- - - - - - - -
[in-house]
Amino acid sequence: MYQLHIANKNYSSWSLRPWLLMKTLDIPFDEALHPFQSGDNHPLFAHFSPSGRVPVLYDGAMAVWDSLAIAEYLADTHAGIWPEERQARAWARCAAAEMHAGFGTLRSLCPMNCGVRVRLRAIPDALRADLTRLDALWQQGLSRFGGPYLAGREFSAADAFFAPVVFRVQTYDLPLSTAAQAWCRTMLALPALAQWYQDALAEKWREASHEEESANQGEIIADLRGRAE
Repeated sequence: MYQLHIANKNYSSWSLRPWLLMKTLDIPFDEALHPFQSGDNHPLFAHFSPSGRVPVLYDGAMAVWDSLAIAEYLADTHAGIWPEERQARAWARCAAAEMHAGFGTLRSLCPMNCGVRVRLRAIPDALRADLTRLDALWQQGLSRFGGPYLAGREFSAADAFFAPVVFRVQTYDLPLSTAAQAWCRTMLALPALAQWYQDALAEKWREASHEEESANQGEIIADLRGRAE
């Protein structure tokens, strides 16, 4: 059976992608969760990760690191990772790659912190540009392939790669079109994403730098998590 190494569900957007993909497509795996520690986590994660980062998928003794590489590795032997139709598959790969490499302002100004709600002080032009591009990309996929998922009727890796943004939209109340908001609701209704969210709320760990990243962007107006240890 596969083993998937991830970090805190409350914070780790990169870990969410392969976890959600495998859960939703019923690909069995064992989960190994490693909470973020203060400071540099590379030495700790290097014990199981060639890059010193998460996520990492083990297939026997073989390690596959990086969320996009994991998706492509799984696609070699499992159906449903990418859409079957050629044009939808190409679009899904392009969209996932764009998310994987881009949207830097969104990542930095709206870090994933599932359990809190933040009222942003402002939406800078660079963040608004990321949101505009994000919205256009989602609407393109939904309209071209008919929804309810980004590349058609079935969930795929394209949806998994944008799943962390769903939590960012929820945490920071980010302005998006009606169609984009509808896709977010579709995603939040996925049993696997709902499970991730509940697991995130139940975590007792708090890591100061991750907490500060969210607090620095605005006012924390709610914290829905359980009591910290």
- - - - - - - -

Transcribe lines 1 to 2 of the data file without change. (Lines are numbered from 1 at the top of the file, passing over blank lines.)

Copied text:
[in-house]
Amino acid sequence: MYQLHIANKNYSSWSLRPWLLMKTLDIPFDEALHPFQSGDNHPLFAHFSPSGRVPVLYDGAMAVWDSLAIAEYLADTHAGIWPEERQARAWARCAAAEMHAGFGTLRSLCPMNCGVRVRLRAIPDALRADLTRLDALWQQGLSRFGGPYLAGREFSAADAFFAPVVFRVQTYDLPLSTAAQAWCRTMLALPALAQWYQDALAEKWREASHEEESANQGEIIADLRGRAE